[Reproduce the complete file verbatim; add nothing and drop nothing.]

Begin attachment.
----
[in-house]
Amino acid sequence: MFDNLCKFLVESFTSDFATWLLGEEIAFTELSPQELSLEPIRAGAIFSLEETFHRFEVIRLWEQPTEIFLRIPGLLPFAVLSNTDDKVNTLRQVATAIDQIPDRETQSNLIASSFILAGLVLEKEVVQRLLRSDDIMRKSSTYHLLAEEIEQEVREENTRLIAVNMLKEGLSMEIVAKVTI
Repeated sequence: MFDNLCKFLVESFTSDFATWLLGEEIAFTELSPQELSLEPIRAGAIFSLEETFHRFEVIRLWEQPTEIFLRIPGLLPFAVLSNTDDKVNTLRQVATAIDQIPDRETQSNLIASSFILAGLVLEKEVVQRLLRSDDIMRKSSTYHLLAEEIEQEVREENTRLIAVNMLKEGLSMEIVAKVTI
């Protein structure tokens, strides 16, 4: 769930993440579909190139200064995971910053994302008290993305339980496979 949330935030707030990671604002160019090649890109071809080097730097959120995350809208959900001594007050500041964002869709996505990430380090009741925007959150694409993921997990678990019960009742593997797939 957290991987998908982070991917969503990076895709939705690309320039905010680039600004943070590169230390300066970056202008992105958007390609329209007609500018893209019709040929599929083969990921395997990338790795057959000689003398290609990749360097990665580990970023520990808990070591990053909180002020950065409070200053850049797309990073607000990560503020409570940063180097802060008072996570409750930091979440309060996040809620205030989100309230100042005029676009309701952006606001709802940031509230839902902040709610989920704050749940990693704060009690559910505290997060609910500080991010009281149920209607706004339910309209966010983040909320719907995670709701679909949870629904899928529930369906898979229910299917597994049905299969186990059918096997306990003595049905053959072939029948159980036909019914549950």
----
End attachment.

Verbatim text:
[in-house]
Amino acid sequence: MFDNLCKFLVESFTSDFATWLLGEEIAFTELSPQELSLEPIRAGAIFSLEETFHRFEVIRLWEQPTEIFLRIPGLLPFAVLSNTDDKVNTLRQVATAIDQIPDRETQSNLIASSFILAGLVLEKEVVQRLLRSDDIMRKSSTYHLLAEEIEQEVREENTRLIAVNMLKEGLSMEIVAKVTI
Repeated sequence: MFDNLCKFLVESFTSDFATWLLGEEIAFTELSPQELSLEPIRAGAIFSLEETFHRFEVIRLWEQPTEIFLRIPGLLPFAVLSNTDDKVNTLRQVATAIDQIPDRETQSNLIASSFILAGLVLEKEVVQRLLRSDDIMRKSSTYHLLAEEIEQEVREENTRLIAVNMLKEGLSMEIVAKVTI
């Protein structure tokens, strides 16, 4: 769930993440579909190139200064995971910053994302008290993305339980496979 949330935030707030990671604002160019090649890109071809080097730097959120995350809208959900001594007050500041964002869709996505990430380090009741925007959150694409993921997990678990019960009742593997797939 957290991987998908982070991917969503990076895709939705690309320039905010680039600004943070590169230390300066970056202008992105958007390609329209007609500018893209019709040929599929083969990921395997990338790795057959000689003398290609990749360097990665580990970023520990808990070591990053909180002020950065409070200053850049797309990073607000990560503020409570940063180097802060008072996570409750930091979440309060996040809620205030989100309230100042005029676009309701952006606001709802940031509230839902902040709610989920704050749940990693704060009690559910505290997060609910500080991010009281149920209607706004339910309209966010983040909320719907995670709701679909949870629904899928529930369906898979229910299917597994049905299969186990059918096997306990003595049905053959072939029948159980036909019914549950």